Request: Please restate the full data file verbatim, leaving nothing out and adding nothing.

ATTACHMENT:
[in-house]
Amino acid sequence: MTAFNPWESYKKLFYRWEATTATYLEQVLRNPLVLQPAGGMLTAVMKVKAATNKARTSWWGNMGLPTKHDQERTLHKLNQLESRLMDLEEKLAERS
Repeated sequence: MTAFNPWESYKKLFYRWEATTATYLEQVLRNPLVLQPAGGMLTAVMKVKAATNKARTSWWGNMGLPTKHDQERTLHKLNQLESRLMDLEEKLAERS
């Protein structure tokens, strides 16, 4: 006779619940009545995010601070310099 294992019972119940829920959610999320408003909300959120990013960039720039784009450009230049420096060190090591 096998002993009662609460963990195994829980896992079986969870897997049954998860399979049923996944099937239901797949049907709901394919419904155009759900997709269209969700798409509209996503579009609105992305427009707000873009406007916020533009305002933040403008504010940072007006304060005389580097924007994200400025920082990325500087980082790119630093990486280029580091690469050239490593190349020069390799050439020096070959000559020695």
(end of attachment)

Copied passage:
[in-house]
Amino acid sequence: MTAFNPWESYKKLFYRWEATTATYLEQVLRNPLVLQPAGGMLTAVMKVKAATNKARTSWWGNMGLPTKHDQERTLHKLNQLESRLMDLEEKLAERS
Repeated sequence: MTAFNPWESYKKLFYRWEATTATYLEQVLRNPLVLQPAGGMLTAVMKVKAATNKARTSWWGNMGLPTKHDQERTLHKLNQLESRLMDLEEKLAERS
């Protein structure tokens, strides 16, 4: 006779619940009545995010601070310099 294992019972119940829920959610999320408003909300959120990013960039720039784009450009230049420096060190090591 096998002993009662609460963990195994829980896992079986969870897997049954998860399979049923996944099937239901797949049907709901394919419904155009759900997709269209969700798409509209996503579009609105992305427009707000873009406007916020533009305002933040403008504010940072007006304060005389580097924007994200400025920082990325500087980082790119630093990486280029580091690469050239490593190349020069390799050439020096070959000559020695």